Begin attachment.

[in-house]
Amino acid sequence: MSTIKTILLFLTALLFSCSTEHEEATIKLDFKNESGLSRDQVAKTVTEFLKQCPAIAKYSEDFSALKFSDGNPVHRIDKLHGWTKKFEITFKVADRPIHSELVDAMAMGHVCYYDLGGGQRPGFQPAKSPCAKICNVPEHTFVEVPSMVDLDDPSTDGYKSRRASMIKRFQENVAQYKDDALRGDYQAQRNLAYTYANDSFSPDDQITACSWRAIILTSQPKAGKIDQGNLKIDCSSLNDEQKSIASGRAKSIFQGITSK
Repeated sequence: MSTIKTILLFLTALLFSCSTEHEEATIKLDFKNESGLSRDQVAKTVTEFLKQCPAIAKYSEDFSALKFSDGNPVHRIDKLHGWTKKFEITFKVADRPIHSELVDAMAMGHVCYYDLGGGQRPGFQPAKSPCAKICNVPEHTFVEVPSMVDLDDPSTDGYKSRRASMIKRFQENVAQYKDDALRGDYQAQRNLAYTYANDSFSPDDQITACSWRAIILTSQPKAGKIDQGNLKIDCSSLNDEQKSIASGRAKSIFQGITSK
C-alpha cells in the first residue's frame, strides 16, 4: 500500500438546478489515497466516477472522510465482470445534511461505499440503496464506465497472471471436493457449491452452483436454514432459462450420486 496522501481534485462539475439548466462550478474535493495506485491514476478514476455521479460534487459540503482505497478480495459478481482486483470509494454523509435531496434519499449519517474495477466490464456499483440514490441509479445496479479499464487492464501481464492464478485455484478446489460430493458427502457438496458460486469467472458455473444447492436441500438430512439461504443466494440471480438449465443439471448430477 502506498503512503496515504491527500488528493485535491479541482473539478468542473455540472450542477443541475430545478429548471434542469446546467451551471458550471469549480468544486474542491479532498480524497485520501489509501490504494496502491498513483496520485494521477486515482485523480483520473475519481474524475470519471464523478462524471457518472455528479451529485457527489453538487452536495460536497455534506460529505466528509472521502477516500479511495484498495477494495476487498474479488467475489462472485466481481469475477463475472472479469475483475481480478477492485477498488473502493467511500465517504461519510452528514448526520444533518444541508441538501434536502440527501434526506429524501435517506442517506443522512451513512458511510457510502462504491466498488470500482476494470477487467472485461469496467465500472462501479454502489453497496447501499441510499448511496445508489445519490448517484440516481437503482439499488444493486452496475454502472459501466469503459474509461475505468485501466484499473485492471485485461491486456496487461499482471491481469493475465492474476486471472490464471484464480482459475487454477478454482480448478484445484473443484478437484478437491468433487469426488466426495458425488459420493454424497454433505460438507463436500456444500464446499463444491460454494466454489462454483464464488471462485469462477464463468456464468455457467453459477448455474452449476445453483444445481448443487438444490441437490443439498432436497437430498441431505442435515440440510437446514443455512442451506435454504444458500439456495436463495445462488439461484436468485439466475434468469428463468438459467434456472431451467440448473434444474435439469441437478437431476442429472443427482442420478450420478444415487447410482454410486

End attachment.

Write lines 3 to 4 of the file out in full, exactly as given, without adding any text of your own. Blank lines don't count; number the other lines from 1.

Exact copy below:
Repeated sequence: MSTIKTILLFLTALLFSCSTEHEEATIKLDFKNESGLSRDQVAKTVTEFLKQCPAIAKYSEDFSALKFSDGNPVHRIDKLHGWTKKFEITFKVADRPIHSELVDAMAMGHVCYYDLGGGQRPGFQPAKSPCAKICNVPEHTFVEVPSMVDLDDPSTDGYKSRRASMIKRFQENVAQYKDDALRGDYQAQRNLAYTYANDSFSPDDQITACSWRAIILTSQPKAGKIDQGNLKIDCSSLNDEQKSIASGRAKSIFQGITSK
C-alpha cells in the first residue's frame, strides 16, 4: 500500500438546478489515497466516477472522510465482470445534511461505499440503496464506465497472471471436493457449491452452483436454514432459462450420486 496522501481534485462539475439548466462550478474535493495506485491514476478514476455521479460534487459540503482505497478480495459478481482486483470509494454523509435531496434519499449519517474495477466490464456499483440514490441509479445496479479499464487492464501481464492464478485455484478446489460430493458427502457438496458460486469467472458455473444447492436441500438430512439461504443466494440471480438449465443439471448430477 502506498503512503496515504491527500488528493485535491479541482473539478468542473455540472450542477443541475430545478429548471434542469446546467451551471458550471469549480468544486474542491479532498480524497485520501489509501490504494496502491498513483496520485494521477486515482485523480483520473475519481474524475470519471464523478462524471457518472455528479451529485457527489453538487452536495460536497455534506460529505466528509472521502477516500479511495484498495477494495476487498474479488467475489462472485466481481469475477463475472472479469475483475481480478477492485477498488473502493467511500465517504461519510452528514448526520444533518444541508441538501434536502440527501434526506429524501435517506442517506443522512451513512458511510457510502462504491466498488470500482476494470477487467472485461469496467465500472462501479454502489453497496447501499441510499448511496445508489445519490448517484440516481437503482439499488444493486452496475454502472459501466469503459474509461475505468485501466484499473485492471485485461491486456496487461499482471491481469493475465492474476486471472490464471484464480482459475487454477478454482480448478484445484473443484478437484478437491468433487469426488466426495458425488459420493454424497454433505460438507463436500456444500464446499463444491460454494466454489462454483464464488471462485469462477464463468456464468455457467453459477448455474452449476445453483444445481448443487438444490441437490443439498432436497437430498441431505442435515440440510437446514443455512442451506435454504444458500439456495436463495445462488439461484436468485439466475434468469428463468438459467434456472431451467440448473434444474435439469441437478437431476442429472443427482442420478450420478444415487447410482454410486